Medrano describes his aesthetic as a mixture of European influences (Brecht, Artaud, Genet and the Polish "theater of cruelty") and Latin American politics. The combination, he says, results in "subversion, which I believe in, because it makes you creative. In Latin America, we build something and along comes a military regime and knocks it down. So theater learned to break things: the rules, the structure of plays, the conventions. And because of the military, we became deceptive, and developed a wonderful style of writing with a minimum of words, with a suggestive and symbolic text. That is a large part of our body of literature."

He says the difference between the Latino and the American actors he has worked with is simple: passion. "Generally, it costs a lot to get emotions out of Americans. They are very disciplined, so much so that they feel they have to give the same performance every night. They will not let themselves make mistakes, give themselves to the situation, to the character. They learn lines and do homework. But where is the feeling?"

Medrano estimates that GALA's audience is 60 percent Hispanic and 40 percent English (plays are now produced in Spanish with simultaneous translation). A good part of the Hispanic audience comes from the theater's original sources: international organizations and middle-class Latinos. But the huge influx of Salvadorans, Bolivians and Peruvians over the past 10 years has presented Medrano with a dilemma. "So many Hispanics in Washington now have different levels of education and awareness of theater. Salvadorans, for instance, have a strong orientation toward music, so we have to start working on musicals to attract them. And because of political refugees and health issues, at times we've had to become almost an advocacy theater."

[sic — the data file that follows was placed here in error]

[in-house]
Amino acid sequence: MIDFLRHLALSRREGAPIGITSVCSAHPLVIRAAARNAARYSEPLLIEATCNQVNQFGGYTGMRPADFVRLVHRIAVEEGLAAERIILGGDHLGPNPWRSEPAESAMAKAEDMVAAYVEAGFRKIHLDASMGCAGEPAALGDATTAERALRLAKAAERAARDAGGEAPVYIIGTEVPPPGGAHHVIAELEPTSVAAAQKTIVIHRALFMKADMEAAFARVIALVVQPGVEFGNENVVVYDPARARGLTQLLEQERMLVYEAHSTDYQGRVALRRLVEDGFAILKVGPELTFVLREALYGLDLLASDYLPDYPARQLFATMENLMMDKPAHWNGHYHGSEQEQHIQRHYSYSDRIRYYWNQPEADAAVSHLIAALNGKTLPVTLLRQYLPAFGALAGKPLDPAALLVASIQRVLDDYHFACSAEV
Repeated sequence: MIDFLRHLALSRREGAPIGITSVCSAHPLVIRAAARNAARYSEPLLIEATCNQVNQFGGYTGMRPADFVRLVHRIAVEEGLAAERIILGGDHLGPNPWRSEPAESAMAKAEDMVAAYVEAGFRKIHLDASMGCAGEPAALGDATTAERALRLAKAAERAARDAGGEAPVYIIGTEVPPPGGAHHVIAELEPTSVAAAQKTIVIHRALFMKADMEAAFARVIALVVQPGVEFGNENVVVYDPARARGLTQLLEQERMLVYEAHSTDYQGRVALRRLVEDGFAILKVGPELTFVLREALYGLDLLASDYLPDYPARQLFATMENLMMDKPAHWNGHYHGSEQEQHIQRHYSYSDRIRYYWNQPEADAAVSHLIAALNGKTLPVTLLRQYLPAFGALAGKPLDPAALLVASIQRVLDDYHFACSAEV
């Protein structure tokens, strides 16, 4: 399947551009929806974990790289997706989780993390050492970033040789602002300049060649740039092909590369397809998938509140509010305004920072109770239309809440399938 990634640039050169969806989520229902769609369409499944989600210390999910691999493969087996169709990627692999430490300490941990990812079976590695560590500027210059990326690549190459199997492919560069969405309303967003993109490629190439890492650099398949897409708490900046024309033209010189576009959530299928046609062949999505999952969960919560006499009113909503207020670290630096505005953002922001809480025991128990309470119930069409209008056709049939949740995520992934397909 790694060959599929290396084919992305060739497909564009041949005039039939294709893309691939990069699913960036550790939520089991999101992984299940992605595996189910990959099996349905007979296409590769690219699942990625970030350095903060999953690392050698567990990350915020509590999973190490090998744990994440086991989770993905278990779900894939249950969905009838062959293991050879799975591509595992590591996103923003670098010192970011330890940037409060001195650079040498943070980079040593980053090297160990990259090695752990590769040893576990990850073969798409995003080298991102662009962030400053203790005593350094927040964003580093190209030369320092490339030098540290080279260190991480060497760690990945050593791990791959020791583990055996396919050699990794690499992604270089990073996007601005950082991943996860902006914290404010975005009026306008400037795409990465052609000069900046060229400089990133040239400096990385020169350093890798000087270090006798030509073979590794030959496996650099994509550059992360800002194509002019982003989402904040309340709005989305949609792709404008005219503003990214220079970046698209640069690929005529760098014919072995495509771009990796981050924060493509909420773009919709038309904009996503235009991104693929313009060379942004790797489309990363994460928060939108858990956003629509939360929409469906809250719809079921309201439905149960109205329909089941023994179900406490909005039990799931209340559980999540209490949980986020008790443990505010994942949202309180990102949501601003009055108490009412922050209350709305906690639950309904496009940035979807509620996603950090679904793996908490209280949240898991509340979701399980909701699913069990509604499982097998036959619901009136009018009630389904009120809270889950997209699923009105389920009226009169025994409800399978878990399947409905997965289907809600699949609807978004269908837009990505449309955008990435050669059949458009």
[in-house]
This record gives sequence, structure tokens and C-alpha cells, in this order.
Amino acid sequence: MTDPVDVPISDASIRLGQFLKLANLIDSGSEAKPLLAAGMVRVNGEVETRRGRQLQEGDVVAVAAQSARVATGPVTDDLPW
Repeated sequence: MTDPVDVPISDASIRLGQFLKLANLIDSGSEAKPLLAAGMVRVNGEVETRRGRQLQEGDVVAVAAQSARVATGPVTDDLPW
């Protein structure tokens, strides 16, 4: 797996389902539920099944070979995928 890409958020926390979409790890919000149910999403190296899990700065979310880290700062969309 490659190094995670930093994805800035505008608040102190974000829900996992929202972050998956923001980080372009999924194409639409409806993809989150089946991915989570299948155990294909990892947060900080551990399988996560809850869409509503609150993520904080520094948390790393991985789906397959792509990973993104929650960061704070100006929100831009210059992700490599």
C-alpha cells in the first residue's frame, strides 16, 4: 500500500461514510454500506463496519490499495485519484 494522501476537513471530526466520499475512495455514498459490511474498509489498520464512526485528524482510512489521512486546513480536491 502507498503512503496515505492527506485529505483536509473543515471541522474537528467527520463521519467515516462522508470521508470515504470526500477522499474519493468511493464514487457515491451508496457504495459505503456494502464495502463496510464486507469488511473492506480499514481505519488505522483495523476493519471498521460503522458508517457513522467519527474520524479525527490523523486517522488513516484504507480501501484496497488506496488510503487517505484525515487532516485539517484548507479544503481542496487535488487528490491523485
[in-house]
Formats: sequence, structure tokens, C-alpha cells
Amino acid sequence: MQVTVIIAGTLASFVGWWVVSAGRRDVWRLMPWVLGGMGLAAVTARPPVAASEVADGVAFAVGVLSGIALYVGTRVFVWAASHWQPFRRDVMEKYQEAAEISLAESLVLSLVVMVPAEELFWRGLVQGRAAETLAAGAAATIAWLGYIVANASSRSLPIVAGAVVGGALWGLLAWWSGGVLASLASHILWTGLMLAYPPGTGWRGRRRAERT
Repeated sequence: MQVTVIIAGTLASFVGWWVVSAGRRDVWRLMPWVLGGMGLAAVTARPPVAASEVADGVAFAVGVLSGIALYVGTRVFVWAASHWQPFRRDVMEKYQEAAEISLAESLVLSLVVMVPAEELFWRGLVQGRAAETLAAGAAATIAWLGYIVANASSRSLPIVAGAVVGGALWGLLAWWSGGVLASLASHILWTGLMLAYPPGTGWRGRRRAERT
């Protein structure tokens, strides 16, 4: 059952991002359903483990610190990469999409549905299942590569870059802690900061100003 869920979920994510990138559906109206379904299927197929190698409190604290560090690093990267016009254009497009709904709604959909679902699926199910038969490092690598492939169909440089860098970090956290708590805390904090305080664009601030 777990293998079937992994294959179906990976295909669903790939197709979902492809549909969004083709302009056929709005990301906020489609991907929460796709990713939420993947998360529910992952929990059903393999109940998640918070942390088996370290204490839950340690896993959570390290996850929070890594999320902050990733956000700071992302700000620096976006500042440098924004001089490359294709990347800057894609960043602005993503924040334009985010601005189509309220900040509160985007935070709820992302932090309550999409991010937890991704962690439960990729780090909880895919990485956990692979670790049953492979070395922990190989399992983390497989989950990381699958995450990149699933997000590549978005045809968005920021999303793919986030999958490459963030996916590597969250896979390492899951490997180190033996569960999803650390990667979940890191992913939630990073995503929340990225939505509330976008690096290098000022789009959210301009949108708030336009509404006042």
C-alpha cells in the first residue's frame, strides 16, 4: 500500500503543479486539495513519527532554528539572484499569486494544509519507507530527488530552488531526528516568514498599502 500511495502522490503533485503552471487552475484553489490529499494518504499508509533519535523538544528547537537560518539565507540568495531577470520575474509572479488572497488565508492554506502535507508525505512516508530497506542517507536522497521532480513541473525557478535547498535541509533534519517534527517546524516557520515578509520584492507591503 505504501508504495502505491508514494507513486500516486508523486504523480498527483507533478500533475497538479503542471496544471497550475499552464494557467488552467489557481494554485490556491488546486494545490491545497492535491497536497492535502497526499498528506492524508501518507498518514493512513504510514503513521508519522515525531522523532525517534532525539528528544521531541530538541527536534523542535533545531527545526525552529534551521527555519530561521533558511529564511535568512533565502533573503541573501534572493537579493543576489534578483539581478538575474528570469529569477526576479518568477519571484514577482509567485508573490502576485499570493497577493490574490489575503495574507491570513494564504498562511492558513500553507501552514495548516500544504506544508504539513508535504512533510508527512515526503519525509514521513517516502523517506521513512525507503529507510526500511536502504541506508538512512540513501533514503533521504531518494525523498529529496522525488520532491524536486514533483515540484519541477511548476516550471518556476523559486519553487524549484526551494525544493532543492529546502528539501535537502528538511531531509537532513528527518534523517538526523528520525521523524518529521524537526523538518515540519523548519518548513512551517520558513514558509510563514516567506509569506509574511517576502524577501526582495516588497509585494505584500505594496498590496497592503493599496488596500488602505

But Medrano sees his future task as relatively simple: to build a small Kennedy Center for Hispanics. He knows this will require political influence, lobbying by Hispanic members of Congress, and corporate and institutional support. But, he insists, "It's going to work. GALA began as a cultural center. We've had to abandon that recently to concentrate on theater. But we will go full-circle for all the Hispanic arts."

When Medrano is asked to talk about Molina, he finally strikes a match -- but blows it out before lighting his cigarette. "Molina is so far away, it takes me out of Hugo Medrano. Like I am not a man anymore. ... It's really what I'm experimenting with." The experiment has been tried before, on film, and won William Hurt an Oscar in 1985. That subject makes Medrano grimace. "Hurt's performance was ... hurting me. And I know {author Manuel} Puig didn't like it, either."

He explains, "Hurt gave a tortured performance. But Molina is not tortured. Not mentally. He's just a window dresser. He doesn't even think he's a homosexual. He's a woman. He's free, even though he's in both a South American prison and the prison of his male's body. And he doesn't want a homosexual lover, he wants a straight man, like the {revolutionary} in his cell... .

"I really think it's a feminist play," Medrano asserts. "These two people leave the realistic place of the prison ... and find different ways of shifting from submission to power, from masculine to feminine. It's really an examination of our very conventional concepts of power and sexuality."

Medrano would like to talk about acting more. But the war's not over. He puts the cigarette down. It's his turn to answer the phones.

T J Edwards is a two-time Helen Hayes Award-winning playwright and freelance journalist.